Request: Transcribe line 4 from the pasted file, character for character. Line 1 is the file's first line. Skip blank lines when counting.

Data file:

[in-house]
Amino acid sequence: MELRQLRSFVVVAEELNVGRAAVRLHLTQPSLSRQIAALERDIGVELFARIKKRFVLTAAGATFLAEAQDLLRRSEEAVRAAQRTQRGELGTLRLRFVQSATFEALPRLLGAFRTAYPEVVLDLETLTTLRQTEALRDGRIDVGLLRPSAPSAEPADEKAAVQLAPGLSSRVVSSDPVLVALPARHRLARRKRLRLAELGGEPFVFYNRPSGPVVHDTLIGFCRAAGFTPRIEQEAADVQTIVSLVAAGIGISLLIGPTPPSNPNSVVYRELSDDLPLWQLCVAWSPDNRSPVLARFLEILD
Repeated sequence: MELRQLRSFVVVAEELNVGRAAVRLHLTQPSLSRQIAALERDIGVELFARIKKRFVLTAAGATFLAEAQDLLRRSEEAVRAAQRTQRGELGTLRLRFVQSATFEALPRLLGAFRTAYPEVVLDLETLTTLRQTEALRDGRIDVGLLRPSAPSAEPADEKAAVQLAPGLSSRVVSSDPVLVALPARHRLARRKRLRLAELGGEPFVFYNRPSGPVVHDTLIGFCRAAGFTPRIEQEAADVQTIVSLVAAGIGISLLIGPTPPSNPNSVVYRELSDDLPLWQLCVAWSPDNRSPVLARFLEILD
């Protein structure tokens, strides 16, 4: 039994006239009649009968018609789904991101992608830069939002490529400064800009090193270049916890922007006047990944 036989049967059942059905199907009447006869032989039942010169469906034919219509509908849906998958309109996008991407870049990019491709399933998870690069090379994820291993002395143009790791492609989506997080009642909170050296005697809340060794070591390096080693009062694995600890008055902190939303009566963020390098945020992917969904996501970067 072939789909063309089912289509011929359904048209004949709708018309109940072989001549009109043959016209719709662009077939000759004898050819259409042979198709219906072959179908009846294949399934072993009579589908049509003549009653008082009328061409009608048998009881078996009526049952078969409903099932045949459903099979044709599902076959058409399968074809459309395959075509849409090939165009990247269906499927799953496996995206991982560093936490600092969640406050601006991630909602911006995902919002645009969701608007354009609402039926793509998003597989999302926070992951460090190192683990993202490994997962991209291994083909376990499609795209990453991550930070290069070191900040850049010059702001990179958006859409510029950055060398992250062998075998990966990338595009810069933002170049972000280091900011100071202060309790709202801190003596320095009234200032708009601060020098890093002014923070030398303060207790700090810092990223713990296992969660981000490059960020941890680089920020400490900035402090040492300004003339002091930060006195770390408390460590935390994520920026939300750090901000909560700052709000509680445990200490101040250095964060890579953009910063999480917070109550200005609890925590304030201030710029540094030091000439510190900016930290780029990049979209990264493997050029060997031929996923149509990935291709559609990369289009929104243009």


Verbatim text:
């Protein structure tokens, strides 16, 4: 039994006239009649009968018609789904991101992608830069939002490529400064800009090193270049916890922007006047990944 036989049967059942059905199907009447006869032989039942010169469906034919219509509908849906998958309109996008991407870049990019491709399933998870690069090379994820291993002395143009790791492609989506997080009642909170050296005697809340060794070591390096080693009062694995600890008055902190939303009566963020390098945020992917969904996501970067 072939789909063309089912289509011929359904048209004949709708018309109940072989001549009109043959016209719709662009077939000759004898050819259409042979198709219906072959179908009846294949399934072993009579589908049509003549009653008082009328061409009608048998009881078996009526049952078969409903099932045949459903099979044709599902076959058409399968074809459309395959075509849409090939165009990247269906499927799953496996995206991982560093936490600092969640406050601006991630909602911006995902919002645009969701608007354009609402039926793509998003597989999302926070992951460090190192683990993202490994997962991209291994083909376990499609795209990453991550930070290069070191900040850049010059702001990179958006859409510029950055060398992250062998075998990966990338595009810069933002170049972000280091900011100071202060309790709202801190003596320095009234200032708009601060020098890093002014923070030398303060207790700090810092990223713990296992969660981000490059960020941890680089920020400490900035402090040492300004003339002091930060006195770390408390460590935390994520920026939300750090901000909560700052709000509680445990200490101040250095964060890579953009910063999480917070109550200005609890925590304030201030710029540094030091000439510190900016930290780029990049979209990264493997050029060997031929996923149509990935291709559609990369289009929104243009």